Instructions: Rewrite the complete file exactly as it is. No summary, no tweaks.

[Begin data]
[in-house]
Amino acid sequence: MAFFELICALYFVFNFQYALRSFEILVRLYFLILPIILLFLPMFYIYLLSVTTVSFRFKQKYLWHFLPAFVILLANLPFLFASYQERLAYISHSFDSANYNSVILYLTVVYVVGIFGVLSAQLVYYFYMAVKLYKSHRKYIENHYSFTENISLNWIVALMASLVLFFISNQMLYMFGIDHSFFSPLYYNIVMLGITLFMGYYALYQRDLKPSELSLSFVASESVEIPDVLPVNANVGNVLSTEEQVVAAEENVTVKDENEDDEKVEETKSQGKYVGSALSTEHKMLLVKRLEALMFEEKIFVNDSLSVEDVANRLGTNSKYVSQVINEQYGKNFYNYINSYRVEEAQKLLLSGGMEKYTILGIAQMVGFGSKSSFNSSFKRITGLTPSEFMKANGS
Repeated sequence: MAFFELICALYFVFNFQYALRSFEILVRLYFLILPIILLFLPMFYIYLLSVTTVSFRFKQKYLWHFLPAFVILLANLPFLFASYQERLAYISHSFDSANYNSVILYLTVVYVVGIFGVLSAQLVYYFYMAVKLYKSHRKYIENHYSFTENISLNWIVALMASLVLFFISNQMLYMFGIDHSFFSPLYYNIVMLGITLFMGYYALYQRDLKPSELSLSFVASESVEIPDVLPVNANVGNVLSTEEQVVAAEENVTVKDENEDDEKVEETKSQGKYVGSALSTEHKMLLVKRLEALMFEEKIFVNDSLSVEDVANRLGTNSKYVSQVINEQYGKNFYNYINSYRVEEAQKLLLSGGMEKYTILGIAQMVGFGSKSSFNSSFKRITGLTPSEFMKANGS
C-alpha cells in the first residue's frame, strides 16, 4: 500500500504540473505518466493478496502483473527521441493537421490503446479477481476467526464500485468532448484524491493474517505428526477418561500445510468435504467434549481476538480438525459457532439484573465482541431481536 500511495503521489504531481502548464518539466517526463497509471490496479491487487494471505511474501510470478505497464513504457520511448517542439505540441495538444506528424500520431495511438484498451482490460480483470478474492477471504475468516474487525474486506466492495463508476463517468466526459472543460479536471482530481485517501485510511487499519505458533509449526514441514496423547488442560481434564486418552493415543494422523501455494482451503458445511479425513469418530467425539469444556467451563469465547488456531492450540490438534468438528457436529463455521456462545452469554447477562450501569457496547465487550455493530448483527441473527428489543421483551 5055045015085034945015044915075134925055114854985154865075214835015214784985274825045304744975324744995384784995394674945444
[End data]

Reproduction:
[in-house]
Amino acid sequence: MAFFELICALYFVFNFQYALRSFEILVRLYFLILPIILLFLPMFYIYLLSVTTVSFRFKQKYLWHFLPAFVILLANLPFLFASYQERLAYISHSFDSANYNSVILYLTVVYVVGIFGVLSAQLVYYFYMAVKLYKSHRKYIENHYSFTENISLNWIVALMASLVLFFISNQMLYMFGIDHSFFSPLYYNIVMLGITLFMGYYALYQRDLKPSELSLSFVASESVEIPDVLPVNANVGNVLSTEEQVVAAEENVTVKDENEDDEKVEETKSQGKYVGSALSTEHKMLLVKRLEALMFEEKIFVNDSLSVEDVANRLGTNSKYVSQVINEQYGKNFYNYINSYRVEEAQKLLLSGGMEKYTILGIAQMVGFGSKSSFNSSFKRITGLTPSEFMKANGS
Repeated sequence: MAFFELICALYFVFNFQYALRSFEILVRLYFLILPIILLFLPMFYIYLLSVTTVSFRFKQKYLWHFLPAFVILLANLPFLFASYQERLAYISHSFDSANYNSVILYLTVVYVVGIFGVLSAQLVYYFYMAVKLYKSHRKYIENHYSFTENISLNWIVALMASLVLFFISNQMLYMFGIDHSFFSPLYYNIVMLGITLFMGYYALYQRDLKPSELSLSFVASESVEIPDVLPVNANVGNVLSTEEQVVAAEENVTVKDENEDDEKVEETKSQGKYVGSALSTEHKMLLVKRLEALMFEEKIFVNDSLSVEDVANRLGTNSKYVSQVINEQYGKNFYNYINSYRVEEAQKLLLSGGMEKYTILGIAQMVGFGSKSSFNSSFKRITGLTPSEFMKANGS
C-alpha cells in the first residue's frame, strides 16, 4: 500500500504540473505518466493478496502483473527521441493537421490503446479477481476467526464500485468532448484524491493474517505428526477418561500445510468435504467434549481476538480438525459457532439484573465482541431481536 500511495503521489504531481502548464518539466517526463497509471490496479491487487494471505511474501510470478505497464513504457520511448517542439505540441495538444506528424500520431495511438484498451482490460480483470478474492477471504475468516474487525474486506466492495463508476463517468466526459472543460479536471482530481485517501485510511487499519505458533509449526514441514496423547488442560481434564486418552493415543494422523501455494482451503458445511479425513469418530467425539469444556467451563469465547488456531492450540490438534468438528457436529463455521456462545452469554447477562450501569457496547465487550455493530448483527441473527428489543421483551 5055045015085034945015044915075134925055114854985154865075214835015214784985274825045304744975324744995384784995394674945444